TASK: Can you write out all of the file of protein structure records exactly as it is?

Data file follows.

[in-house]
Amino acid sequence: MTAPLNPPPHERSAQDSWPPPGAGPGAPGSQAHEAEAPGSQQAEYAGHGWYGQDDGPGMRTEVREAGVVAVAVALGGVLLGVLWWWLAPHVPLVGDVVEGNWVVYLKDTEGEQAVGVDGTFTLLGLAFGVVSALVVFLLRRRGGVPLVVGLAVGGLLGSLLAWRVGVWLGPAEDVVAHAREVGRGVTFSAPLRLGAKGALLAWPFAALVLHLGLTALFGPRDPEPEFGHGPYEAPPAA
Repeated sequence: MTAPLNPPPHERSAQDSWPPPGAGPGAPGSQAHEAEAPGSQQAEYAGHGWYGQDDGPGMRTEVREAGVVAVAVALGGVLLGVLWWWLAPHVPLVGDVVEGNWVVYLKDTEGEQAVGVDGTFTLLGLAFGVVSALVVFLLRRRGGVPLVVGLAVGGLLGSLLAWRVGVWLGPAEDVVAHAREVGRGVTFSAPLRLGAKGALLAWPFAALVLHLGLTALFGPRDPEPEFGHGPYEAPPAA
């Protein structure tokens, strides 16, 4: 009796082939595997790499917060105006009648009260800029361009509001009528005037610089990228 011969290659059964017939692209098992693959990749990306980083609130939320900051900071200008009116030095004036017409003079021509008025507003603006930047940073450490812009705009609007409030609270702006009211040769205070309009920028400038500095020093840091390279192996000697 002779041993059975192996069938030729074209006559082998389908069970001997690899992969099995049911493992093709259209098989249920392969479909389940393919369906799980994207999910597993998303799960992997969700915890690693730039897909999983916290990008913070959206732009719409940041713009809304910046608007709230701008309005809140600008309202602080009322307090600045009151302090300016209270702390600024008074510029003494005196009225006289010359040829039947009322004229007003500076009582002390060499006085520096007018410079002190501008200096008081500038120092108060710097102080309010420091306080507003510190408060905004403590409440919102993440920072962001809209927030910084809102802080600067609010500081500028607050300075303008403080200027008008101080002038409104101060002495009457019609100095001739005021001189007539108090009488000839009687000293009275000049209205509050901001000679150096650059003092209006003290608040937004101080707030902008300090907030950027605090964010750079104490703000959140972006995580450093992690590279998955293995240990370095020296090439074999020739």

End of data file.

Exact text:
[in-house]
Amino acid sequence: MTAPLNPPPHERSAQDSWPPPGAGPGAPGSQAHEAEAPGSQQAEYAGHGWYGQDDGPGMRTEVREAGVVAVAVALGGVLLGVLWWWLAPHVPLVGDVVEGNWVVYLKDTEGEQAVGVDGTFTLLGLAFGVVSALVVFLLRRRGGVPLVVGLAVGGLLGSLLAWRVGVWLGPAEDVVAHAREVGRGVTFSAPLRLGAKGALLAWPFAALVLHLGLTALFGPRDPEPEFGHGPYEAPPAA
Repeated sequence: MTAPLNPPPHERSAQDSWPPPGAGPGAPGSQAHEAEAPGSQQAEYAGHGWYGQDDGPGMRTEVREAGVVAVAVALGGVLLGVLWWWLAPHVPLVGDVVEGNWVVYLKDTEGEQAVGVDGTFTLLGLAFGVVSALVVFLLRRRGGVPLVVGLAVGGLLGSLLAWRVGVWLGPAEDVVAHAREVGRGVTFSAPLRLGAKGALLAWPFAALVLHLGLTALFGPRDPEPEFGHGPYEAPPAA
């Protein structure tokens, strides 16, 4: 009796082939595997790499917060105006009648009260800029361009509001009528005037610089990228 011969290659059964017939692209098992693959990749990306980083609130939320900051900071200008009116030095004036017409003079021509008025507003603006930047940073450490812009705009609007409030609270702006009211040769205070309009920028400038500095020093840091390279192996000697 002779041993059975192996069938030729074209006559082998389908069970001997690899992969099995049911493992093709259209098989249920392969479909389940393919369906799980994207999910597993998303799960992997969700915890690693730039897909999983916290990008913070959206732009719409940041713009809304910046608007709230701008309005809140600008309202602080009322307090600045009151302090300016209270702390600024008074510029003494005196009225006289010359040829039947009322004229007003500076009582002390060499006085520096007018410079002190501008200096008081500038120092108060710097102080309010420091306080507003510190408060905004403590409440919102993440920072962001809209927030910084809102802080600067609010500081500028607050300075303008403080200027008008101080002038409104101060002495009457019609100095001739005021001189007539108090009488000839009687000293009275000049209205509050901001000679150096650059003092209006003290608040937004101080707030902008300090907030950027605090964010750079104490703000959140972006995580450093992690590279998955293995240990370095020296090439074999020739």